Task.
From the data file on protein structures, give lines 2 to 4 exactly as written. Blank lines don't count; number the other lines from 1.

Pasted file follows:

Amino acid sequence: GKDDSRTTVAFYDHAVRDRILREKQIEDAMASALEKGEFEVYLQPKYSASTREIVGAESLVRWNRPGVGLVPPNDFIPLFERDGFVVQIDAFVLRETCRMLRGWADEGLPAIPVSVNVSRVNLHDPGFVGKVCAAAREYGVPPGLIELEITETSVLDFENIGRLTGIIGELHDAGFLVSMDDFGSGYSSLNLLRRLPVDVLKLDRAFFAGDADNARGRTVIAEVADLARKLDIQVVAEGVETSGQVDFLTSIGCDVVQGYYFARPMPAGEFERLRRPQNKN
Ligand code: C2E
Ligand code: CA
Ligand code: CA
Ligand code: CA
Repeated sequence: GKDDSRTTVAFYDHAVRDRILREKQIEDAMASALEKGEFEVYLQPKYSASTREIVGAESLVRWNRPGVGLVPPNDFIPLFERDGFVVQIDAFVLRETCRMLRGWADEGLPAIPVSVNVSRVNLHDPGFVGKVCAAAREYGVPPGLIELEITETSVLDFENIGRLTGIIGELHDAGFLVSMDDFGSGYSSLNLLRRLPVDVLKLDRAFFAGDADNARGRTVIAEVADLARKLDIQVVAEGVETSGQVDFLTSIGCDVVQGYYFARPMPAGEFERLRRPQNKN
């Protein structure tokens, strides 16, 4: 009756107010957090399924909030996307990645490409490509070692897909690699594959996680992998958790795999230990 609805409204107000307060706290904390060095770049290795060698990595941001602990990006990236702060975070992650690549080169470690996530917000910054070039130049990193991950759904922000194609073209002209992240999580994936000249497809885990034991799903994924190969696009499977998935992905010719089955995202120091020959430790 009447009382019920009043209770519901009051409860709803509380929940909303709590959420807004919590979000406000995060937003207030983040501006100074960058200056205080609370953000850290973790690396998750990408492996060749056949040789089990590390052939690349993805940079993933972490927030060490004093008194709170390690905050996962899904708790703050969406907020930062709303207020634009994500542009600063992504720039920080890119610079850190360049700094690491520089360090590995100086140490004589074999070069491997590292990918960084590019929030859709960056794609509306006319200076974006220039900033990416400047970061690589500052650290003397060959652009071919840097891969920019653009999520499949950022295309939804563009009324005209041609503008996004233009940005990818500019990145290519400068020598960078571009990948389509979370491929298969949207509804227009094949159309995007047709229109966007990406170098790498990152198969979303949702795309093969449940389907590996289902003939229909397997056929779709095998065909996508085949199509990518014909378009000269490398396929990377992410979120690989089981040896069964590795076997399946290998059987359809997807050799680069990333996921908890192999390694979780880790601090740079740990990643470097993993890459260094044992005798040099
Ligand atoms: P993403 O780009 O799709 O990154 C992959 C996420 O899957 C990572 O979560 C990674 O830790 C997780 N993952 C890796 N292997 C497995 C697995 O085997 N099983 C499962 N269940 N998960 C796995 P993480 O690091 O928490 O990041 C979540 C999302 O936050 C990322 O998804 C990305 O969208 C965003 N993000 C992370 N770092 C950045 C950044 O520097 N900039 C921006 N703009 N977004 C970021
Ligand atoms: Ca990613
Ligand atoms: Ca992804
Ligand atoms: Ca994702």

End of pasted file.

Ligand code: C2E
Ligand code: CA
Ligand code: CA